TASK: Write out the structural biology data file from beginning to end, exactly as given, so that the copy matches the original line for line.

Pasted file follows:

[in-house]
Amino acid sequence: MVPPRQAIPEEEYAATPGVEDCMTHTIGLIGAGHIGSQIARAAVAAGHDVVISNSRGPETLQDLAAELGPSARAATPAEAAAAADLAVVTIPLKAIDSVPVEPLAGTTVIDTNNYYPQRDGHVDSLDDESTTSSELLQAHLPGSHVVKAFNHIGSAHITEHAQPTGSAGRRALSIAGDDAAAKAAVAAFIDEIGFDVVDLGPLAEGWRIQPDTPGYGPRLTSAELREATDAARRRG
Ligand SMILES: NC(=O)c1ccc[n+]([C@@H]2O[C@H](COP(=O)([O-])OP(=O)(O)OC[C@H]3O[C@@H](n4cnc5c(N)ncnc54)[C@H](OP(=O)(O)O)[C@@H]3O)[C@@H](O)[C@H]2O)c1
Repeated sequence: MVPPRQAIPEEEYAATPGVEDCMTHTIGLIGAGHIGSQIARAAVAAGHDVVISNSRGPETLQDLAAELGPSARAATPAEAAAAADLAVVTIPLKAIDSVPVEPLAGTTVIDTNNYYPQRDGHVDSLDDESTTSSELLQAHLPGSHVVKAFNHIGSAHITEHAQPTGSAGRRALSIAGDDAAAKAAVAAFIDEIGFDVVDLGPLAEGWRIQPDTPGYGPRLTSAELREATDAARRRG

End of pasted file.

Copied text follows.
[in-house]
Amino acid sequence: MVPPRQAIPEEEYAATPGVEDCMTHTIGLIGAGHIGSQIARAAVAAGHDVVISNSRGPETLQDLAAELGPSARAATPAEAAAAADLAVVTIPLKAIDSVPVEPLAGTTVIDTNNYYPQRDGHVDSLDDESTTSSELLQAHLPGSHVVKAFNHIGSAHITEHAQPTGSAGRRALSIAGDDAAAKAAVAAFIDEIGFDVVDLGPLAEGWRIQPDTPGYGPRLTSAELREATDAARRRG
Ligand SMILES: NC(=O)c1ccc[n+]([C@@H]2O[C@H](COP(=O)([O-])OP(=O)(O)OC[C@H]3O[C@@H](n4cnc5c(N)ncnc54)[C@H](OP(=O)(O)O)[C@@H]3O)[C@@H](O)[C@H]2O)c1
Repeated sequence: MVPPRQAIPEEEYAATPGVEDCMTHTIGLIGAGHIGSQIARAAVAAGHDVVISNSRGPETLQDLAAELGPSARAATPAEAAAAADLAVVTIPLKAIDSVPVEPLAGTTVIDTNNYYPQRDGHVDSLDDESTTSSELLQAHLPGSHVVKAFNHIGSAHITEHAQPTGSAGRRALSIAGDDAAAKAAVAAFIDEIGFDVVDLGPLAEGWRIQPDTPGYGPRLTSAELREATDAARRRG